WELSH farm businesses are being urged to evaluate their businesses, and to be prepared to make changes to succeed in the post-Brexit era.

 The Welsh Government in conjunction with Farming Connect is hosting a series of open meetings across Wales to provide farmers, foresters and other land managers with further information about the proposals set out in the ‘Brexit and our Land’ consultation. 

At the first of these, farmers and foresters in the audience were advised to start planning the future direction of their businesses immediately.

The Welsh Government’s Head of Agriculture and Sustainable Development Division, Gary Haggaty, said waiting until March when the UK exits the European Union was not a wise approach. 

“There is uncertainty over trade deals and future funding arrangements of course but please don’t wait for things to unfold, if you take that approach you might leave it too late,’’ he told more than 100 farmers during a question and answer session at the meeting in Llanfyllin.

“Think about the future direction of your business and think about what you need to do to make it resilient.’’

Mr Haggaty emphasised the importance of farmers engaging in the Welsh Government consultation on agricultural reform, to help inform the future approach. He welcomed the opportunity to speak to farmers face to face about the consultation and about what was being proposed.  

The consultation proposes a two-tier system of support – to replace the Basic Payment Scheme (BPS), Glastir and other Rural Development Programme schemes. 

Hugh Morgan, Head of Rural Payments Wales, said reform was needed because, under the current support system, farmers received payments based on their acreage and, as such, there was no incentive to change systems that were unprofitable or for farmers to consider the resilience of their businesses, future markets and diversification.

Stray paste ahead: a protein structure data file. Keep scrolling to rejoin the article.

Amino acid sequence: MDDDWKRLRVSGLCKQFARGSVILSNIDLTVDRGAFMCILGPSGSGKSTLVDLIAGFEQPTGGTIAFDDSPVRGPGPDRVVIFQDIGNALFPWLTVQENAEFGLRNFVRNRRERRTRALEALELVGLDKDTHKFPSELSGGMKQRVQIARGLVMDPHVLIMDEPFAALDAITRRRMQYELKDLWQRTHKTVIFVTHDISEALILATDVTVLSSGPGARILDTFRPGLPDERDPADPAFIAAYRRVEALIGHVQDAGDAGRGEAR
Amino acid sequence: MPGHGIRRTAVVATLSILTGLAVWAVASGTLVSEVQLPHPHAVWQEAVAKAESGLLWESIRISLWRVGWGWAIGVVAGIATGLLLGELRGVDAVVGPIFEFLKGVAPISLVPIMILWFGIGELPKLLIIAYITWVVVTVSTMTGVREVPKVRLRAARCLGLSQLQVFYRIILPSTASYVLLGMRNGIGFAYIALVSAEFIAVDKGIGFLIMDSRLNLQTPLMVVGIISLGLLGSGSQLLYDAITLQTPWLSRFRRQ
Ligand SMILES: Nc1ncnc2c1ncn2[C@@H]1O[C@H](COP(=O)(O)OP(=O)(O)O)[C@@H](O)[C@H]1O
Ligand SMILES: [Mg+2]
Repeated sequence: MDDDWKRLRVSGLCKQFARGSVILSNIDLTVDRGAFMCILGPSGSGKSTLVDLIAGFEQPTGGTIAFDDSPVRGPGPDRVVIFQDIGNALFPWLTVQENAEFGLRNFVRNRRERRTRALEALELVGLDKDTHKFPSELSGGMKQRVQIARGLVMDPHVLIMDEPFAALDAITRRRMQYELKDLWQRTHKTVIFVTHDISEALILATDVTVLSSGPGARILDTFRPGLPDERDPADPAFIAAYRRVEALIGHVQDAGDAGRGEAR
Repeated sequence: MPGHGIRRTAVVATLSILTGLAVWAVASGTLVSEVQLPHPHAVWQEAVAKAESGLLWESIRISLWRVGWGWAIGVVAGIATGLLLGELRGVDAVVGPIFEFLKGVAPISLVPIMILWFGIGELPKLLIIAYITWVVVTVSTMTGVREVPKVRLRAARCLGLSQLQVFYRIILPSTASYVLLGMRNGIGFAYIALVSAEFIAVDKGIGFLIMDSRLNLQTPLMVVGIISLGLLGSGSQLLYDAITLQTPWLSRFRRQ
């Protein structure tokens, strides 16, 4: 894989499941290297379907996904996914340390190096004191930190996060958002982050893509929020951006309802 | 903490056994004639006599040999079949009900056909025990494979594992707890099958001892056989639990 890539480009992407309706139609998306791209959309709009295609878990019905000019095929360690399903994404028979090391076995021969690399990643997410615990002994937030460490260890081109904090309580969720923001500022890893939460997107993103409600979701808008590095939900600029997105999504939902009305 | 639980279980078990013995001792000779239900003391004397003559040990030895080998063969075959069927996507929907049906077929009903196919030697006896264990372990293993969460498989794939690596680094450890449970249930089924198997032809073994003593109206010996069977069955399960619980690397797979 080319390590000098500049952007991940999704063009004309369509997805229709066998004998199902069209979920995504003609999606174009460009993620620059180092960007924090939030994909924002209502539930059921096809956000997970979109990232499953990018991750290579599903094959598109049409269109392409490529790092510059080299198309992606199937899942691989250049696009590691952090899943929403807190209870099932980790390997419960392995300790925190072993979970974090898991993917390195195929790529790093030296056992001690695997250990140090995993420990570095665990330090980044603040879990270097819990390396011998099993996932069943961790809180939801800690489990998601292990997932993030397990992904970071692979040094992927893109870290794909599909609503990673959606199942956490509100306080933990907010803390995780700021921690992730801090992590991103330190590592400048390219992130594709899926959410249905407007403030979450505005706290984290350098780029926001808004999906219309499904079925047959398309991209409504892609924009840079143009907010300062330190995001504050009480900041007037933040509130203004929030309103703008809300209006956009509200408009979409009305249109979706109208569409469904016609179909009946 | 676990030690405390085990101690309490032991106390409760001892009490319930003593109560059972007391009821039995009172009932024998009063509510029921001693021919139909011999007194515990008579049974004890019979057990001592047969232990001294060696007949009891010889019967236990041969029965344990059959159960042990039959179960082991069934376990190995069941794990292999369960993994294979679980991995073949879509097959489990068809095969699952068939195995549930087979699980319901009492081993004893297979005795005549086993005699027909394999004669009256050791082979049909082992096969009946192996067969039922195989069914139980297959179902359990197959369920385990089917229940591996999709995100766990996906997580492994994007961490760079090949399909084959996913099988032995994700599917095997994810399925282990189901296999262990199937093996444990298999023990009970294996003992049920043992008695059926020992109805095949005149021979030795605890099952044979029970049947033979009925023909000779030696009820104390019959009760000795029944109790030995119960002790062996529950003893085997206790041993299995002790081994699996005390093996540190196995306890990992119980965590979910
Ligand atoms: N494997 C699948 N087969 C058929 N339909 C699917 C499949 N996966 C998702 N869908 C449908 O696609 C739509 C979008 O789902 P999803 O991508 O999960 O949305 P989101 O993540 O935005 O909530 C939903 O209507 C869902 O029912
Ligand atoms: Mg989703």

The proposed successor to the BPS, the Economic Resilience Scheme, would provide targeted investment in food production whilst a Public Goods Scheme would offer payments in return for environmental outcomes.

“Many farmers should be able to benefit from both if they so wished,’’ said Mr Morgan.

He told farmers that a more detailed consultation document backed up by modelling work would be launched in spring 2019. 

Euryn Jones, Regional Agriculture Director at HSBC and a speaker at the event, had no doubt that some farms would need to adapt to achieve resilience and prosperity post-Brexit. Farm income data show an enormous range of performance in the sector and demonstrate the potential for efficiency gains.

Mr Jones said farmers should consider how to best utilise all their farm resources in the future. “To be successful, any business has to be prepared to change’’.

The series of forthcoming meetings are as follows:

We encourage attendees to read the consultation doc before attending:https://businesswales.gov.wales/farmingconnect/welsh-government-consultation-brexit-and-our-land

September 25th, University of Wales Trinity St David, Lampeter

September 26th King Henry VIII Comprehensive School, Abergavenny

September 27th, Royal Welsh Showground, Builth Wells

October 4th, Withybush Showground, Haverfordwest 

October 8th, Liberty Stadium, Swansea

 October 9th, Brynhyfryd School, Ruthin 

October 10th, David Hughes School, Menai Bridge

October 11th, Royal Welsh Showground, Builth Wells (woodlands specific)

The meetings all run from 7.30pm – 9.30pm.

The consultation closes on October 30th. Booking is essential, contact Farming Connect on 08456 000 813 or visit our website: https://businesswales.gov.wales/farmingconnect/welsh-government-consultation-brexit-and-our-land

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